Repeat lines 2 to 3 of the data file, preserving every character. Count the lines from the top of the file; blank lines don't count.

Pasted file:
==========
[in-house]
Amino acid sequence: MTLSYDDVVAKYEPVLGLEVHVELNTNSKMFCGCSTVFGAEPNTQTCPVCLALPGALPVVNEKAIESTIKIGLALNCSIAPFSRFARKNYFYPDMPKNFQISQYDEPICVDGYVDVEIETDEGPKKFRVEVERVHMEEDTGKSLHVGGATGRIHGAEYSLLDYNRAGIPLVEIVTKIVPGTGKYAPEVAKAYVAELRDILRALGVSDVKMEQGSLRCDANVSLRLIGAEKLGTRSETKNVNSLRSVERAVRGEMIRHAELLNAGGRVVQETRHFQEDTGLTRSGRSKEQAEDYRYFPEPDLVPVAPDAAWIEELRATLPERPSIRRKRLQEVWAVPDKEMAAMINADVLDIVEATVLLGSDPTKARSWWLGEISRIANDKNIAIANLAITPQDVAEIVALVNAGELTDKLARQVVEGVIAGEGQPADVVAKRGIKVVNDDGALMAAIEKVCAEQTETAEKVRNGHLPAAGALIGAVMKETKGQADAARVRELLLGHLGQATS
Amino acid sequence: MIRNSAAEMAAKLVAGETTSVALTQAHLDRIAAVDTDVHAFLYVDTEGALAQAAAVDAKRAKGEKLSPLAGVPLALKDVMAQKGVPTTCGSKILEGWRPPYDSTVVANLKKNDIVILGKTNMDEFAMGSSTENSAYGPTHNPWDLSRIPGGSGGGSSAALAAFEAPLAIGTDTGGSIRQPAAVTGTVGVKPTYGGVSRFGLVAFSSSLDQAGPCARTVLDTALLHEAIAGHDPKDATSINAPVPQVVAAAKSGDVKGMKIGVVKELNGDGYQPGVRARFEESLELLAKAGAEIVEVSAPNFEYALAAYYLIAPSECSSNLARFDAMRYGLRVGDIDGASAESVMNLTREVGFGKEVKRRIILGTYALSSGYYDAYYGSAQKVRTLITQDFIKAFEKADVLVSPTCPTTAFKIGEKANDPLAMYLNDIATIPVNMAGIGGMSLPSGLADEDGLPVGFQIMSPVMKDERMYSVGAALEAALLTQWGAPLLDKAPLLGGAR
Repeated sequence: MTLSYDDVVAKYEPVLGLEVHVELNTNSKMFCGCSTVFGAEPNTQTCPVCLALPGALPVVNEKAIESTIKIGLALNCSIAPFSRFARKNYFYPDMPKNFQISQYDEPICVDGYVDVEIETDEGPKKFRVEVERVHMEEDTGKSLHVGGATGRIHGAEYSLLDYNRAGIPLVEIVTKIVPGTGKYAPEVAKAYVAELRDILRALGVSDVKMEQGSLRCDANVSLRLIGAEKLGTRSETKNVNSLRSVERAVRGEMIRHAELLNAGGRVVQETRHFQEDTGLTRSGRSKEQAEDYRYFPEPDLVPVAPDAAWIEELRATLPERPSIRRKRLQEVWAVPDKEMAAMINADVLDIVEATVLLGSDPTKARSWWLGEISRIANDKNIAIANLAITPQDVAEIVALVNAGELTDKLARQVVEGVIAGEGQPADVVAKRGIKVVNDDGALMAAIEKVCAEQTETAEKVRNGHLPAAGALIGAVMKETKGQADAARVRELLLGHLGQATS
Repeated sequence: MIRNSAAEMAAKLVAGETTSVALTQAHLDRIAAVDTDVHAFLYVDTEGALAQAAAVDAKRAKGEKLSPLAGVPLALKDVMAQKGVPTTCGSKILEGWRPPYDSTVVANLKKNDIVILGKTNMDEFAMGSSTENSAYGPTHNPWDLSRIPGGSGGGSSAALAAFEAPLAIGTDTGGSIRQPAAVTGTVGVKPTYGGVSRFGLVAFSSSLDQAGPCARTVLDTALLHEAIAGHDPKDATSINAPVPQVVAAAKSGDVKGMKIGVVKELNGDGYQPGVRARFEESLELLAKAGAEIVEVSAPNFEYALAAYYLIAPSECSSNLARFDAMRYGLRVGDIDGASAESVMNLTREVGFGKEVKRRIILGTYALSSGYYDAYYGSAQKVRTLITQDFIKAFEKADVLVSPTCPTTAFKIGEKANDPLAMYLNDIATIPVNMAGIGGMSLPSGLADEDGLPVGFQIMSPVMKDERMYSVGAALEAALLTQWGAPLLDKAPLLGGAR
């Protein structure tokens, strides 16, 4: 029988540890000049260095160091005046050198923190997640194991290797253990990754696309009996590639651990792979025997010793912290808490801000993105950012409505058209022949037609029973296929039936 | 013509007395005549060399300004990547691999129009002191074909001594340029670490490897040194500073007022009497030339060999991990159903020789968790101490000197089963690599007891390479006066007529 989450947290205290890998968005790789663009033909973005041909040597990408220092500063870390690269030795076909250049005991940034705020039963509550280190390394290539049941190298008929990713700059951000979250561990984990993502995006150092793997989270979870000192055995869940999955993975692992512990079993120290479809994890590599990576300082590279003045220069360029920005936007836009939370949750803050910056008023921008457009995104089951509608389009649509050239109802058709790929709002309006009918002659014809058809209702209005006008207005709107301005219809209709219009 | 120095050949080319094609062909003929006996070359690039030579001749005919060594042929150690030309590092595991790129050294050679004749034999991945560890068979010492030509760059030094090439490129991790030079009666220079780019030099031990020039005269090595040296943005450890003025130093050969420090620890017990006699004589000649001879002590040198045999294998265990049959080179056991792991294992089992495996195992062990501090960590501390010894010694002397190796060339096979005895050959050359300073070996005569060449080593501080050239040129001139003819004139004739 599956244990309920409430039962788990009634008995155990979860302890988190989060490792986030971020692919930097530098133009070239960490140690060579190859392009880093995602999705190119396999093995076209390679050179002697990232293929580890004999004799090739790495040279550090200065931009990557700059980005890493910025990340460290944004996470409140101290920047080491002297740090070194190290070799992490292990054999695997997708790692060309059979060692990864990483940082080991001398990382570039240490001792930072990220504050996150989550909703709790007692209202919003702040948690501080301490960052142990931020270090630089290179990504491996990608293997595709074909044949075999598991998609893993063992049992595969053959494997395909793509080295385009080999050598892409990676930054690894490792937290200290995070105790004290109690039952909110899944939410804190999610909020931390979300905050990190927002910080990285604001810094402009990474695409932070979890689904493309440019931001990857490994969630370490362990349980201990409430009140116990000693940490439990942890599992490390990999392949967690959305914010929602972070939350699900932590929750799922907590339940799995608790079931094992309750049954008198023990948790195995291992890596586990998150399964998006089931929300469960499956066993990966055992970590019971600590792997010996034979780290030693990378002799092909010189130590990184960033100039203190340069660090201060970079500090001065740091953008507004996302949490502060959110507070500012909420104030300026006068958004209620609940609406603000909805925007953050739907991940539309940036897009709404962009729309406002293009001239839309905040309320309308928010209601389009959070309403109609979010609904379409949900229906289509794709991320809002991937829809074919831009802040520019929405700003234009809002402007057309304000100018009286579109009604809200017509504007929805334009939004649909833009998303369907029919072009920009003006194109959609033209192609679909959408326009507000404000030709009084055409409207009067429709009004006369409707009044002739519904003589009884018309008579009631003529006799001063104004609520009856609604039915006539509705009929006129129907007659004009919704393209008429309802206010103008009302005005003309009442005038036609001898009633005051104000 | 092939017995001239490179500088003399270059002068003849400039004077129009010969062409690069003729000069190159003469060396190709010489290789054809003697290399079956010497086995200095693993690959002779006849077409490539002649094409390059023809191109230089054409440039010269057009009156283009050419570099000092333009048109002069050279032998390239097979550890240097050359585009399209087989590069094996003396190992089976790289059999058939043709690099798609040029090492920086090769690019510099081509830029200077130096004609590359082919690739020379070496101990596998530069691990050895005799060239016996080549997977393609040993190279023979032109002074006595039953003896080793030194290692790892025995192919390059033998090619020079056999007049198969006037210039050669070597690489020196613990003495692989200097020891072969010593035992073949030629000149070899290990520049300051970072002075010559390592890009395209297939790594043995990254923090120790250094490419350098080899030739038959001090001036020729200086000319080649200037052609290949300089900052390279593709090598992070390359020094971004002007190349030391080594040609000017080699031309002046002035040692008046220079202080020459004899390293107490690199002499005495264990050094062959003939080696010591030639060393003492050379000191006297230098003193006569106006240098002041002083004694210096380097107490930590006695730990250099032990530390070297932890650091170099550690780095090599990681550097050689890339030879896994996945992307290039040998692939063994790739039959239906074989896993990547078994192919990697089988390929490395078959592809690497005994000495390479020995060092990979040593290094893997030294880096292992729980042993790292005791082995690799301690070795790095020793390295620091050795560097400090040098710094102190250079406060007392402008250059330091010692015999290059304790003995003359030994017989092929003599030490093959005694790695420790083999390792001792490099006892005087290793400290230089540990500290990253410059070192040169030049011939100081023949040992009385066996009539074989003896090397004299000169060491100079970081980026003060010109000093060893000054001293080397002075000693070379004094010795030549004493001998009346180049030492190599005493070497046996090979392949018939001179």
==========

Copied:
Amino acid sequence: MTLSYDDVVAKYEPVLGLEVHVELNTNSKMFCGCSTVFGAEPNTQTCPVCLALPGALPVVNEKAIESTIKIGLALNCSIAPFSRFARKNYFYPDMPKNFQISQYDEPICVDGYVDVEIETDEGPKKFRVEVERVHMEEDTGKSLHVGGATGRIHGAEYSLLDYNRAGIPLVEIVTKIVPGTGKYAPEVAKAYVAELRDILRALGVSDVKMEQGSLRCDANVSLRLIGAEKLGTRSETKNVNSLRSVERAVRGEMIRHAELLNAGGRVVQETRHFQEDTGLTRSGRSKEQAEDYRYFPEPDLVPVAPDAAWIEELRATLPERPSIRRKRLQEVWAVPDKEMAAMINADVLDIVEATVLLGSDPTKARSWWLGEISRIANDKNIAIANLAITPQDVAEIVALVNAGELTDKLARQVVEGVIAGEGQPADVVAKRGIKVVNDDGALMAAIEKVCAEQTETAEKVRNGHLPAAGALIGAVMKETKGQADAARVRELLLGHLGQATS
Amino acid sequence: MIRNSAAEMAAKLVAGETTSVALTQAHLDRIAAVDTDVHAFLYVDTEGALAQAAAVDAKRAKGEKLSPLAGVPLALKDVMAQKGVPTTCGSKILEGWRPPYDSTVVANLKKNDIVILGKTNMDEFAMGSSTENSAYGPTHNPWDLSRIPGGSGGGSSAALAAFEAPLAIGTDTGGSIRQPAAVTGTVGVKPTYGGVSRFGLVAFSSSLDQAGPCARTVLDTALLHEAIAGHDPKDATSINAPVPQVVAAAKSGDVKGMKIGVVKELNGDGYQPGVRARFEESLELLAKAGAEIVEVSAPNFEYALAAYYLIAPSECSSNLARFDAMRYGLRVGDIDGASAESVMNLTREVGFGKEVKRRIILGTYALSSGYYDAYYGSAQKVRTLITQDFIKAFEKADVLVSPTCPTTAFKIGEKANDPLAMYLNDIATIPVNMAGIGGMSLPSGLADEDGLPVGFQIMSPVMKDERMYSVGAALEAALLTQWGAPLLDKAPLLGGAR